The Southern California Broadcasters Association and Nielsen are working together to educate radio buyers and sellers about the transition to transacting business based on impressions as the move away from ratings points gathers steam across the industry. During a pair of recent webinars, executives from both organizations presented the results of a new study from Nielsen showing the advantages of doing business this way.
The webinars were intended as a training tool to help salespeople understand how impressions are different from ratings and how to make the conversion, while also preserving radio’s value in the transition.
“The feedback from the members has been very positive,” SCBA President Miles Sexton told Inside Radio. “They find it to be very helpful and are looking forward to using it with their clients.”
Impressions flips the currency from the percentage of the population reached by an ad campaign (rating points) to the projected number of viewers or listeners reached.
One of the goals of the webinars and companion materials being made available to SCBA members and their clients is to show how making the shift can result in a more informed and accurate buy. According to a Nielsen study, impressions-based buying offers increased granularity over traditional ratings. In the Los Angeles market for example, AQH ratings show five stations tied at the top of the 25-54 demo with a 0.3 rating point and nine stations tied for second place with a 0.2.But an impressions-based table shows stations more spread out in the ranker since impressions rely on the more granular average quarter hour metric.
The study also found that buying radio based on impressions adds value to more dayparts. Dayparts without a large enough audience to equal a rating point still have a significant amount of impressions, which can be monetized. “By including those, you should be able to extend the reach of your schedule, because you're opening it up,” Sexton says. “And you can also price it more effectively for people as opposed to just buying your prime rated dayparts.”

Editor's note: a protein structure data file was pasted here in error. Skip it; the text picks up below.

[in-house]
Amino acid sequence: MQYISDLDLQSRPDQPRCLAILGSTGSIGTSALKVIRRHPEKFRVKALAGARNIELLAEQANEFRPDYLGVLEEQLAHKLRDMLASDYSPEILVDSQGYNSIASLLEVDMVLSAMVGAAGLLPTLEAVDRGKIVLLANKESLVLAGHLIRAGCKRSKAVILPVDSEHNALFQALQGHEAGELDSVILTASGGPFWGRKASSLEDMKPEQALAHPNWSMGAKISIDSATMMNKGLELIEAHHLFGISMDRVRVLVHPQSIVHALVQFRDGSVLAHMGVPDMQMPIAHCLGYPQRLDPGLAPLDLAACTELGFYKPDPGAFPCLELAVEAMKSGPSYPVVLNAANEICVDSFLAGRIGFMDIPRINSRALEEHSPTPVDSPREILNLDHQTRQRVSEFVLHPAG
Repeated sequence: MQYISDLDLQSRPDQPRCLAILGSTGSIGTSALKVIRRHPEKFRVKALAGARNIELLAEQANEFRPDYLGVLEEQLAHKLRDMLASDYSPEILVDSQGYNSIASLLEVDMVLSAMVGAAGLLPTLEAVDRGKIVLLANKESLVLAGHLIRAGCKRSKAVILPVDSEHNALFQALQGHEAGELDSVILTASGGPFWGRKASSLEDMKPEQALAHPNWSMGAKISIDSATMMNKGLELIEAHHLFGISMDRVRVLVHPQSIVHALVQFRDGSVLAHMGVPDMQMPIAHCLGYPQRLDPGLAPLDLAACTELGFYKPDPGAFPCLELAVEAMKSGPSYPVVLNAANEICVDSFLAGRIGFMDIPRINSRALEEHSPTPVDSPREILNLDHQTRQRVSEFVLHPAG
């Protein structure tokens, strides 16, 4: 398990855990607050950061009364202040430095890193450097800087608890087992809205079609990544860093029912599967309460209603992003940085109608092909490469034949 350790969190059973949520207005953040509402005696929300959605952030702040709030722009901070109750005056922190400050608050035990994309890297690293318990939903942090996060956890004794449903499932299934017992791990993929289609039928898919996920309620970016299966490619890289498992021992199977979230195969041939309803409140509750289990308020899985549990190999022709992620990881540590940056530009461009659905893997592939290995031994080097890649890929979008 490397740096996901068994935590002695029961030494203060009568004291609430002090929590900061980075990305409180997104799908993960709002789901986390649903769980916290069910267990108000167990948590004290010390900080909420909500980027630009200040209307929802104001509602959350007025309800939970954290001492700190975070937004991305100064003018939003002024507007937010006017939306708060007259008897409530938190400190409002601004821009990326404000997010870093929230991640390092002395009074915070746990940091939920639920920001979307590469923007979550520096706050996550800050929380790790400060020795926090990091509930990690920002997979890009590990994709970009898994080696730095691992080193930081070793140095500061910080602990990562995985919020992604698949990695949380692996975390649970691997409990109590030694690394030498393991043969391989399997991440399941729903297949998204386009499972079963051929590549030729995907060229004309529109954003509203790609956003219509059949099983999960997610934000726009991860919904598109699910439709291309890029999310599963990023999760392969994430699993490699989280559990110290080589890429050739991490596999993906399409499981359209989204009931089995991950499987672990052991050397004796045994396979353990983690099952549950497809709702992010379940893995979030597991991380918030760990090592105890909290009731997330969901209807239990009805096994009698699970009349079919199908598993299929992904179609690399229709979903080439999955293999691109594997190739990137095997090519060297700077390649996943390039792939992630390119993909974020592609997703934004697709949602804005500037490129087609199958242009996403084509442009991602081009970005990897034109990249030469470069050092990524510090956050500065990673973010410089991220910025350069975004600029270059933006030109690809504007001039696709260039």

Another selling point is that buying on cost per thousand impressions (CPM) levels the playing field in such a way that supply and demand determine pricing rather than market size. When transacting on ratings points, cost per points are naturally higher in large markets because they represent a percentage of a larger pie than in smaller markets. But impressions level the playing field. “Its supply and demand in a market environment, rather than a pre-established cost per rating point,” Sexton says. Moreover, impressions provide easier comparisons across markets.
The webinar included a conversion table for Los Angeles, showing how to make the conversion from Cost Per Point (CPP) to CPM using a Katz Radio Group CPM calculator.
Another benefit being touted is how impressions can be used for buyers to combine radio and digital advertising more effectively. With 10% of radio impression already taking place digitally via online simulcasts, advertisers are already buying impressions when they buy radio across broadcast and online platforms. As buyers look to buy media more holistically, impressions can help simplify the process by using an apples-to-apples metric.
Using Nielsen Local Media Impact, SCBA and Nielsen showed webinar attendees that a cross-platform campaign where half the impressions came from radio and half from social media delivered 60% more reach for the campaign than a 100% social media campaign – at no additional cost. “Using radio with digital is like strapping a booster rocket on your digital campaign,” Sexton says.
The Nielsen-SCBA study also recommends best practices for converting to CPM for radio buyers and sellers. Among these recommendations are the importance of looking beyond price and evaluating other items that add value, focusing on quality over quantity, and looking for opportunities to combine radio and digital impressions for cross-platform opportunities.
The shift to buying on impressions is accelerating with 54% of agency professionals surveyed by Nielsen now buying on impressions. The volume of radio business now being transacted this way is significant in major markets like New York, Los Angeles and Chicago where most buys are agency-driven.
As sales people use impressions in their dealings with local direct clients, Sexton says they’re likely to find that impressions are easier to comprehend than cost per point. “If you're dealing with a car dealer it's easier for them to understand impressions because those are customers, those represent people.”Still, he acknowledges there is lots more work to be done. “There's a learning curve for everyone to get used to this transition,” Sexton says.